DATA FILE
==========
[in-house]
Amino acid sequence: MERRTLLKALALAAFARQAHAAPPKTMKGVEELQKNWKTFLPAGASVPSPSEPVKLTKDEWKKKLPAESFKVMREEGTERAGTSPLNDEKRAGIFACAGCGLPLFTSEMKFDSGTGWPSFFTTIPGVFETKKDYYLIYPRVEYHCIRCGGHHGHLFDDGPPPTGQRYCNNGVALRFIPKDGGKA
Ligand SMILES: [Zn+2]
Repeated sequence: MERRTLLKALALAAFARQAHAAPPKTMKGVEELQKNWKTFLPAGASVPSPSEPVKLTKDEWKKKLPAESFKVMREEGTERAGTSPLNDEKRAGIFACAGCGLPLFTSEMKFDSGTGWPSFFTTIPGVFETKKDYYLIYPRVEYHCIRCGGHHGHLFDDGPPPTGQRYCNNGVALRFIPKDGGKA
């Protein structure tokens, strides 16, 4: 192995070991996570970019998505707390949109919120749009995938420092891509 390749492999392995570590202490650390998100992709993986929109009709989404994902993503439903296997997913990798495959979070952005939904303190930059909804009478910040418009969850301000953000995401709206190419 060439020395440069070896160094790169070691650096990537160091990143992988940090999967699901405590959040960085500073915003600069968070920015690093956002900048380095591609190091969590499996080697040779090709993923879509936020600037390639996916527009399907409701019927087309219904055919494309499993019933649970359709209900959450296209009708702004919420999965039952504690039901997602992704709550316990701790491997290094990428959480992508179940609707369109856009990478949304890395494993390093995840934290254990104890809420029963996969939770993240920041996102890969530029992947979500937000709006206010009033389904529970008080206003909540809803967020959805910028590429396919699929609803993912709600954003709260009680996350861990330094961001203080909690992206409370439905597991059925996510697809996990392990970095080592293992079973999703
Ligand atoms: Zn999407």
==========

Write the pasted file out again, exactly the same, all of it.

[in-house]
Amino acid sequence: MERRTLLKALALAAFARQAHAAPPKTMKGVEELQKNWKTFLPAGASVPSPSEPVKLTKDEWKKKLPAESFKVMREEGTERAGTSPLNDEKRAGIFACAGCGLPLFTSEMKFDSGTGWPSFFTTIPGVFETKKDYYLIYPRVEYHCIRCGGHHGHLFDDGPPPTGQRYCNNGVALRFIPKDGGKA
Ligand SMILES: [Zn+2]
Repeated sequence: MERRTLLKALALAAFARQAHAAPPKTMKGVEELQKNWKTFLPAGASVPSPSEPVKLTKDEWKKKLPAESFKVMREEGTERAGTSPLNDEKRAGIFACAGCGLPLFTSEMKFDSGTGWPSFFTTIPGVFETKKDYYLIYPRVEYHCIRCGGHHGHLFDDGPPPTGQRYCNNGVALRFIPKDGGKA
């Protein structure tokens, strides 16, 4: 192995070991996570970019998505707390949109919120749009995938420092891509 390749492999392995570590202490650390998100992709993986929109009709989404994902993503439903296997997913990798495959979070952005939904303190930059909804009478910040418009969850301000953000995401709206190419 060439020395440069070896160094790169070691650096990537160091990143992988940090999967699901405590959040960085500073915003600069968070920015690093956002900048380095591609190091969590499996080697040779090709993923879509936020600037390639996916527009399907409701019927087309219904055919494309499993019933649970359709209900959450296209009708702004919420999965039952504690039901997602992704709550316990701790491997290094990428959480992508179940609707369109856009990478949304890395494993390093995840934290254990104890809420029963996969939770993240920041996102890969530029992947979500937000709006206010009033389904529970008080206003909540809803967020959805910028590429396919699929609803993912709600954003709260009680996350861990330094961001203080909690992206409370439905597991059925996510697809996990392990970095080592293992079973999703
Ligand atoms: Zn999407």